The Dutch Minister of Education, Culture and Science Jet Bussemaker welcomed the participants on behalf of the Dutch Presidency. Cedefop Director James Calleja, Loukas Zahilas, Head of Department for VET systems and institutions and Lore Schmid, Assistant to the Directorate, presented Cedefop’s views and work in the plenary session on the mobility scoreboard and in the parallel sessions.
The DGVT agenda included the presentation of a background document on the proposed Skills Agenda for Europe, a presentation and discussion on the results of Cedefop’s feasibility study on a mobility scoreboard, an update on the partnerships between VET providers and businesses at national and regional level, information on the work of adult learning coordinators and the concept for a European VET week earmarked for December 2016.
The host country presented the work on performance-based funding (PBF) and excellence in the Dutch VET system and discussed in break-out sessions which policy priorities are suited for PBF in VET and which criteria can be used to select appropriate topics/indicators. The question posed for discussion was: How can we encourage VET institutions to develop programmes for excellence amongst VET students and how can governments stimulate VET providers so that they can guide their students to a higher qualification level?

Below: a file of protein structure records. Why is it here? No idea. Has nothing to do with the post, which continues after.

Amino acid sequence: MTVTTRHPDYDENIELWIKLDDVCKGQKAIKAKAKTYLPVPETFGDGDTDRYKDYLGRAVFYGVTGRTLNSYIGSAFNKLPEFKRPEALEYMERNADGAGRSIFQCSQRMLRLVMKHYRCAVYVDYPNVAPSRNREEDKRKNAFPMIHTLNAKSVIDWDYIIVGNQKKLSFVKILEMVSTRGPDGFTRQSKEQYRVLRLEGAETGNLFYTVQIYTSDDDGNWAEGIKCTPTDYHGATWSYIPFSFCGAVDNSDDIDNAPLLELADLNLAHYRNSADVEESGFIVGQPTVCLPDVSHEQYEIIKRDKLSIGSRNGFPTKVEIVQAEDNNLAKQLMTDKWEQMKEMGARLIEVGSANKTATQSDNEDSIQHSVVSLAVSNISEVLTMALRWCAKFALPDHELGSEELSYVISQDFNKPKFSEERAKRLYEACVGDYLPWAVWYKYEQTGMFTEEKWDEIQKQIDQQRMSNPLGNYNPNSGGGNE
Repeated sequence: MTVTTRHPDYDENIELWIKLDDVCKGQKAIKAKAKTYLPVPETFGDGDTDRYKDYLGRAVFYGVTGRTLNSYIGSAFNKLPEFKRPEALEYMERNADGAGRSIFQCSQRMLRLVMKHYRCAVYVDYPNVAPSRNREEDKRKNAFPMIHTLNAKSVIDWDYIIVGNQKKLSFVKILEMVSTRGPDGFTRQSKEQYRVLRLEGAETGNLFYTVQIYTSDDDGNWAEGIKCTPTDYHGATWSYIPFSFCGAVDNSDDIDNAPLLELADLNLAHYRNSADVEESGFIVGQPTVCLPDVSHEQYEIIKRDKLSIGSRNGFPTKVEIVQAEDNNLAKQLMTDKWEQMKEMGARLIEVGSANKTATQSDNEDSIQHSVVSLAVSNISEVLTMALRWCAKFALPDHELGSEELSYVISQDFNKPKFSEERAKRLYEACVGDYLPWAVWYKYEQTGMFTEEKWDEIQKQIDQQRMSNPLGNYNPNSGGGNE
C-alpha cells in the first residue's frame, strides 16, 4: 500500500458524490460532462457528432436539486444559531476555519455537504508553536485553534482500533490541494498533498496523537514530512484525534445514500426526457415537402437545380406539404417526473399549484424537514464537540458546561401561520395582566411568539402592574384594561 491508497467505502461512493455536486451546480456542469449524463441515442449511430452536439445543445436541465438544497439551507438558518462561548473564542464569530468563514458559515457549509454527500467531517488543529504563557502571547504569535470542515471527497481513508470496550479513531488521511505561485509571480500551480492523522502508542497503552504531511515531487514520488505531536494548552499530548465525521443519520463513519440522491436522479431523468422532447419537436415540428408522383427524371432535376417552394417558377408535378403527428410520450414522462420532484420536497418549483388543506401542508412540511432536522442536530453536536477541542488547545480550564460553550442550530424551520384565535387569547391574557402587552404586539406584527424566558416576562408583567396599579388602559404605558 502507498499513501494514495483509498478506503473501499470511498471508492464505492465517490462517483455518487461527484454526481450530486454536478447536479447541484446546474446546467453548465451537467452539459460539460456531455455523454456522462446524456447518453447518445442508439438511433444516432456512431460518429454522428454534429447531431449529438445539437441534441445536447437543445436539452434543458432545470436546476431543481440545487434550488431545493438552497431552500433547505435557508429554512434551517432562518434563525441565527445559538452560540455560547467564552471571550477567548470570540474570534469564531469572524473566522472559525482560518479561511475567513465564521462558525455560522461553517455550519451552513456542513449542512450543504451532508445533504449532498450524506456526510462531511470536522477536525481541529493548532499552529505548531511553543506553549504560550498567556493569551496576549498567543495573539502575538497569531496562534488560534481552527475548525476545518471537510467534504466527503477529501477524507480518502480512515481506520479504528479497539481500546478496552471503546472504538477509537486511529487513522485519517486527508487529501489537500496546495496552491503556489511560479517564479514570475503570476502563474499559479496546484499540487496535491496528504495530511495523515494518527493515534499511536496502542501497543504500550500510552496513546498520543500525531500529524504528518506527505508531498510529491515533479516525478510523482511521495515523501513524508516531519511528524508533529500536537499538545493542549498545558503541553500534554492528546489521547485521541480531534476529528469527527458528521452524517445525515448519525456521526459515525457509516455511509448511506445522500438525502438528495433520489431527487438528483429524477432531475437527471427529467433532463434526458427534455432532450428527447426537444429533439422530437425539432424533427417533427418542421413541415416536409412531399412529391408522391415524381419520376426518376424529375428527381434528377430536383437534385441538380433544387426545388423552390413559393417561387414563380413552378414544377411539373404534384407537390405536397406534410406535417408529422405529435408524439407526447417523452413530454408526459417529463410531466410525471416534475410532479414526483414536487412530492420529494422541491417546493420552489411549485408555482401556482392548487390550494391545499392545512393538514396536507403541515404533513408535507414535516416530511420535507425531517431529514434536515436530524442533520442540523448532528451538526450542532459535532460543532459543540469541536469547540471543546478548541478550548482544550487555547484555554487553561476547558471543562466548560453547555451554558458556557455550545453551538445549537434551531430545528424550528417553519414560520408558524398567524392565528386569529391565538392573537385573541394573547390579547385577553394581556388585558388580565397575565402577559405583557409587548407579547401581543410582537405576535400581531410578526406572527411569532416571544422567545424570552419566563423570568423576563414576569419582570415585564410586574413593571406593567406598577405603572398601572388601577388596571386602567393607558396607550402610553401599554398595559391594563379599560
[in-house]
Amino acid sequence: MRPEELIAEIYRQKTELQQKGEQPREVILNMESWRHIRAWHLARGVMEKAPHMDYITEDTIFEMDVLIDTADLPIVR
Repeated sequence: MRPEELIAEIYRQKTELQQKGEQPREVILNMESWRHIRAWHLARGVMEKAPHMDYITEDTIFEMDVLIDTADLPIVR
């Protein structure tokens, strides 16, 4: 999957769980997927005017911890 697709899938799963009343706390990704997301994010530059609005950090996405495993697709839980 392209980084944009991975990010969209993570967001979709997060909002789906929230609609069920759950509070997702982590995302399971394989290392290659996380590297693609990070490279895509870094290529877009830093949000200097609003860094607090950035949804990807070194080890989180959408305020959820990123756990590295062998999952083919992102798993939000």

On the second day of the meeting participants had the opportunity to visit the Jean School which is an initiative of House of Denim and ROC van Amsterdam. House of Denim is a platform for innovation and craftsmanship in the denim industry and was founded by James Veenhoff and Mariette Hoitink. ROC van Amsterdam is one of the largest institutes for vocational education in the Netherlands connecting and inspiring experts throughout the global industry and initiating projects relating to education, innovation, enterprise and connections. It is an independent foundation based in Amsterdam.
Cedefop’s Director considers the Dutch DGVT as an excellent example of research, analyses and policy meeting practitioners and hands-on VET environments. Mr Calleja said: ‘This was a DGVT meeting with a difference. Participants had the chance to discuss and share opinions on day one, but also the opportunity, on day two, to experience VET in practice in environments in which a public and private partnership created the right setting for access to employability and visibility by the employer and the learner of future employment. I thought that the students and teachers’ motivation was high and this made VET more attractive and relevant to their lives and their profession.’